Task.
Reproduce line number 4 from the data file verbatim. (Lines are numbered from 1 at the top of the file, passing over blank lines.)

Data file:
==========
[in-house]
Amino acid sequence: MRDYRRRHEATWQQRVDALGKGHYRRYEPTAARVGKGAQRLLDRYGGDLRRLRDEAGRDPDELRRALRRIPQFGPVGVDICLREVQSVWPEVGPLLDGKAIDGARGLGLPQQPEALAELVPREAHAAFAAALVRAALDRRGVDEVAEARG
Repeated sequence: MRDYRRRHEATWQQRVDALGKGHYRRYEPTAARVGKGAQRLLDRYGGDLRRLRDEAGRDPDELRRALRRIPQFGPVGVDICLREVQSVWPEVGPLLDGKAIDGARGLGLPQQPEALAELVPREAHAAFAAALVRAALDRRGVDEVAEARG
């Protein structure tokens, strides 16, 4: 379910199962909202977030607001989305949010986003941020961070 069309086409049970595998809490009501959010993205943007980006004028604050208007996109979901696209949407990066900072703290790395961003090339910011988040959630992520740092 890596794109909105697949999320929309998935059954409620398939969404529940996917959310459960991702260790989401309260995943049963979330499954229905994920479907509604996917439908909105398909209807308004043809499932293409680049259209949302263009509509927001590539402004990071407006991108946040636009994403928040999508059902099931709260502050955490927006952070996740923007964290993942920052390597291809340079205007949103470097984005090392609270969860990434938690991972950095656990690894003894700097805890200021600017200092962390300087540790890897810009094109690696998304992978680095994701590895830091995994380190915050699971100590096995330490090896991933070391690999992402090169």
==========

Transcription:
């Protein structure tokens, strides 16, 4: 379910199962909202977030607001989305949010986003941020961070 069309086409049970595998809490009501959010993205943007980006004028604050208007996109979901696209949407990066900072703290790395961003090339910011988040959630992520740092 890596794109909105697949999320929309998935059954409620398939969404529940996917959310459960991702260790989401309260995943049963979330499954229905994920479907509604996917439908909105398909209807308004043809499932293409680049259209949302263009509509927001590539402004990071407006991108946040636009994403928040999508059902099931709260502050955490927006952070996740923007964290993942920052390597291809340079205007949103470097984005090392609270969860990434938690991972950095656990690894003894700097805890200021600017200092962390300087540790890897810009094109690696998304992978680095994701590895830091995994380190915050699971100590096995330490090896991933070391690999992402090169």